32.
Game theory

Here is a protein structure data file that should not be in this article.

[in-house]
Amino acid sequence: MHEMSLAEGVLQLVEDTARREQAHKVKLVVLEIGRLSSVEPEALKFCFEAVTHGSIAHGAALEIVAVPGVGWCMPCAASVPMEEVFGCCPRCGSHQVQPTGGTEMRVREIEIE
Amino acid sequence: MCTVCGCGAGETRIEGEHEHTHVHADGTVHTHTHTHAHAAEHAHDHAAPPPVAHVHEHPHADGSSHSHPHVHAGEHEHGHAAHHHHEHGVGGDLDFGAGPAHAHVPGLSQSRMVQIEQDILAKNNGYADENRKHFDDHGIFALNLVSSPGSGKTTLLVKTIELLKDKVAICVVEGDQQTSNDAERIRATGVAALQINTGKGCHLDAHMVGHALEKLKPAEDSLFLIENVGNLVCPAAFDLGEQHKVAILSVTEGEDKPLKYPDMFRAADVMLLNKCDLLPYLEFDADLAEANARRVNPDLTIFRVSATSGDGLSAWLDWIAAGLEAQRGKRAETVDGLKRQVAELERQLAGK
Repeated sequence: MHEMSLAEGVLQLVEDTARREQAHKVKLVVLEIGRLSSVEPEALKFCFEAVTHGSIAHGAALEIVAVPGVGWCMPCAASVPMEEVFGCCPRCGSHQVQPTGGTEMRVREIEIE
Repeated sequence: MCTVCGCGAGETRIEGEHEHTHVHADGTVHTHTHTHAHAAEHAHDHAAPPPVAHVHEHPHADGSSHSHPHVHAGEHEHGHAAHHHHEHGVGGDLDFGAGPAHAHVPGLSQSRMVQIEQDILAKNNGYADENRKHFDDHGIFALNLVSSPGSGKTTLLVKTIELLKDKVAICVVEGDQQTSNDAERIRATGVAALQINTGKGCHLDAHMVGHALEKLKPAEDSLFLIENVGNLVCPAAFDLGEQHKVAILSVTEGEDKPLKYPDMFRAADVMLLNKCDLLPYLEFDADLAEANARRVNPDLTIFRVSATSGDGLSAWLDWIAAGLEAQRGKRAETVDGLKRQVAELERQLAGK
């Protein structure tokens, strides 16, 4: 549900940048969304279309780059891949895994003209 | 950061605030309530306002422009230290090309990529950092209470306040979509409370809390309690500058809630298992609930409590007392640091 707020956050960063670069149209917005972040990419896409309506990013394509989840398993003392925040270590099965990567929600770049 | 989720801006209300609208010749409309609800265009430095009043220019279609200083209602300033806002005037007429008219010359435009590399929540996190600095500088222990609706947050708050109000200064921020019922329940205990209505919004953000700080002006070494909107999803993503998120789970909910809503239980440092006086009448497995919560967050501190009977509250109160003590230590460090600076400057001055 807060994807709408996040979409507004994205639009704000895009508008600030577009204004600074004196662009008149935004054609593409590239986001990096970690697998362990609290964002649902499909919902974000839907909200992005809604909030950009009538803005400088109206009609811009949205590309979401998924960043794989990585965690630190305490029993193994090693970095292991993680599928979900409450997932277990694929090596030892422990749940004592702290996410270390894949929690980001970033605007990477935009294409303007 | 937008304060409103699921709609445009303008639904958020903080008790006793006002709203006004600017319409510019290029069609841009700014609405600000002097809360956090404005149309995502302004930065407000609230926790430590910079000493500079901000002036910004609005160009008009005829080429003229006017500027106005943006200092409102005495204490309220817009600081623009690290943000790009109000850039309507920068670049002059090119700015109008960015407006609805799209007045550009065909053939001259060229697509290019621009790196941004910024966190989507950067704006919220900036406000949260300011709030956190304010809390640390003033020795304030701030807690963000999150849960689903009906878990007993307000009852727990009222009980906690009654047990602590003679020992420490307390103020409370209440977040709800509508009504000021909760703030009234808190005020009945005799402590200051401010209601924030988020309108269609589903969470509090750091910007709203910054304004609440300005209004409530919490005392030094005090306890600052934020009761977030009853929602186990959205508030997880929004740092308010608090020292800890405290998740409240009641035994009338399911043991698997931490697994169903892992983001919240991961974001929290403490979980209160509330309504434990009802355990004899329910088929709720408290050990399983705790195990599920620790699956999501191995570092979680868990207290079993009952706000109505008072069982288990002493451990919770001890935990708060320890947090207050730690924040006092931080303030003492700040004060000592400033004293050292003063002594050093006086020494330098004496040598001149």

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Game theory is the study of mathematical models of conflict and cooperation between intelligent rational decision-makers. Game theory is used in economics, political science, and psychology, as well as logic, computer science. Originally, it addressed zero-sum games, in one persons gains result in losses for the other participants. Today, game theory applies to a range of behavioral relations, and is now an umbrella term for the science of logical decision making in humans, animals. Modern game theory began with the idea regarding the existence of equilibria in two-person zero-sum games. Von Neumanns original proof used Brouwer fixed-point theorem on continuous mappings into compact convex sets and his paper was followed by the 1944 book Theory of Games and Economic Behavior, co-written with Oskar Morgenstern, which considered cooperative games of several players. The second edition of this provided an axiomatic theory of expected utility. This theory was developed extensively in the 1950s by many scholars, Game theory was later explicitly applied to biology in the 1970s, although similar developments go back at least as far as the 1930s. Game theory has been recognized as an important tool in many fields. With the Nobel Memorial Prize in Economic Sciences going to game theorist Jean Tirole in 2014, John Maynard Smith was awarded the Crafoord Prize for his application of game theory to biology. Early discussions of examples of two-person games occurred long before the rise of modern, the first known discussion of game theory occurred in a letter written by Charles Waldegrave, an active Jacobite, and uncle to James Waldegrave, a British diplomat, in 1713. In this letter, Waldegrave provides a mixed strategy solution to a two-person version of the card game le Her. James Madison made what we now recognize as an analysis of the ways states can be expected to behave under different systems of taxation. In 1913 Ernst Zermelo published Über eine Anwendung der Mengenlehre auf die Theorie des Schachspiels and it proved that the optimal chess strategy is strictly determined. This paved the way for more general theorems, the Danish mathematician Zeuthen proved that the mathematical model had a winning strategy by using Brouwers fixed point theorem. In his 1938 book Applications aux Jeux de Hasard and earlier notes, Borel conjectured that non-existence of mixed-strategy equilibria in two-person zero-sum games would occur, a conjecture that was proved false. Game theory did not really exist as a field until John von Neumann published a paper in 1928. Von Neumanns original proof used Brouwers fixed-point theorem on continuous mappings into compact convex sets and his paper was followed by his 1944 book Theory of Games and Economic Behavior co-authored with Oskar Morgenstern